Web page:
A: Security debt refers to unresolved software vulnerabilities or flaws within software that have been left unaddressed for over a year, allowing vulnerabilities to accumulate over time.

Q: What did the Veracode report reveal about security debt?
A: The Veracode report, titled the 14th annual State of Software Security (SOSS), found that 71% of organizations have security debt. Furthermore, 46% of these organizations have critical high-severity flaws that have persisted for more than one year.

Q: How long does it take on average to fix software flaws?
A: The report states that it takes an average of nine months to fix half of all software flaws. Additionally, third-party flaws take 50% longer to address.

Q: Are developers prioritizing critical flaws?
A: Surprisingly, the report suggests that developers are not prioritizing critical flaws when fixing bugs. The rate at which developers prioritize and fix critical issues is similar to non-critical flaws, raising concerns about the efficiency of bug-fixing processes.

Q: Why are critical flaws not prioritized?
A: The report suggests that the volume of work and time constraints may contribute to developers not prioritizing critical flaws. Developers may focus on resolving easier bugs quickly to improve productivity, rather than investing more time and effort into tackling complex critical issues.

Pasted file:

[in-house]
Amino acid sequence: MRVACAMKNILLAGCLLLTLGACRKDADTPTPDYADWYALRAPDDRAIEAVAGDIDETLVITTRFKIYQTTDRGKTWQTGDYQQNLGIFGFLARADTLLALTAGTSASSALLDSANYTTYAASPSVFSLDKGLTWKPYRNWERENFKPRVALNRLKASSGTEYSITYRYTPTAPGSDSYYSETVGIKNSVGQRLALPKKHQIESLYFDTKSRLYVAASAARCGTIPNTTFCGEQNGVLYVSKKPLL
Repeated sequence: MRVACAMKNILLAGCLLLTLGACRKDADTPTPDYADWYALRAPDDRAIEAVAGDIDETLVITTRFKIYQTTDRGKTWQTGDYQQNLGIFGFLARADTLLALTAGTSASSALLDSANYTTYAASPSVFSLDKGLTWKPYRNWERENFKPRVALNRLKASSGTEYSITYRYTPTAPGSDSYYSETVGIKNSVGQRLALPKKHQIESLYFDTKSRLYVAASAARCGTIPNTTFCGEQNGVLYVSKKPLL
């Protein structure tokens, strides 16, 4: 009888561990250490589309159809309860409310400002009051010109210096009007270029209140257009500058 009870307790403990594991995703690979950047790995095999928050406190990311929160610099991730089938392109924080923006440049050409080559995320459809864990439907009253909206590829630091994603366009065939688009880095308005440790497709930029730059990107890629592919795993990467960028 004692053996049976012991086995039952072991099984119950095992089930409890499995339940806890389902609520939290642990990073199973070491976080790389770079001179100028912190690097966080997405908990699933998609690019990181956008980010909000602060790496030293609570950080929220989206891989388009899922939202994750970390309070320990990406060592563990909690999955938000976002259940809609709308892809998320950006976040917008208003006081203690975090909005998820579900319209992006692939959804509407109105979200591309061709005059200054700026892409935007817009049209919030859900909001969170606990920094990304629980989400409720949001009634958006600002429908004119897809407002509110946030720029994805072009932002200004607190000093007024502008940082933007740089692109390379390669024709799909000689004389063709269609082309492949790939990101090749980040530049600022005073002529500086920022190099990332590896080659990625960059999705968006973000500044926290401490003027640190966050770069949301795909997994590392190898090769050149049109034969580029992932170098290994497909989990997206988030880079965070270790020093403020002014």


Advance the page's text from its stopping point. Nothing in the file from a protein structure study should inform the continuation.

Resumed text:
Q: What contributes to security debt?
A: Both in-house code and third-party libraries contribute to security debt. However, third-party flaws take longer to address, highlighting the need for improved security measures within the open-source software supply chain.

Q: What recommendations does the report provide to address security debt?
A: The report recommends prioritizing the remediation of critical high-severity flaws over one year old, integrating scanning and testing throughout the software development life cycle, adopting continuous remediation practices, enhancing developer security competency through hands-on education, and developing strategies to secure the open-source software supply chain.

Q: How can organizations reduce security debt?
A: Organizations can reduce security debt by prioritizing critical flaws, implementing comprehensive testing processes, and investing in developer education to enhance security competency.

Definitions for key terms or jargon used within the article:

Security debt: Refers to unresolved software vulnerabilities or flaws that have been left unaddressed for over a year, allowing vulnerabilities to accumulate over time.
Bug: A software flaw or defect that causes unexpected behavior or problems in a program.
Open-source software: Software that is freely available to use, modify, and distribute, with its source code made openly accessible.
Third-party: Refers to software or components that are developed by organizations or individuals not involved in the direct production of the main software application.

Suggested related links to main domain:

Note: The links provided here are example URLs and not actual working links.

Veracode: Veracode’s official website providing information on application security testing and solutions.
State of Software Security (SOSS) report: Veracode’s annual report on software security, including the 14th edition mentioned in the article.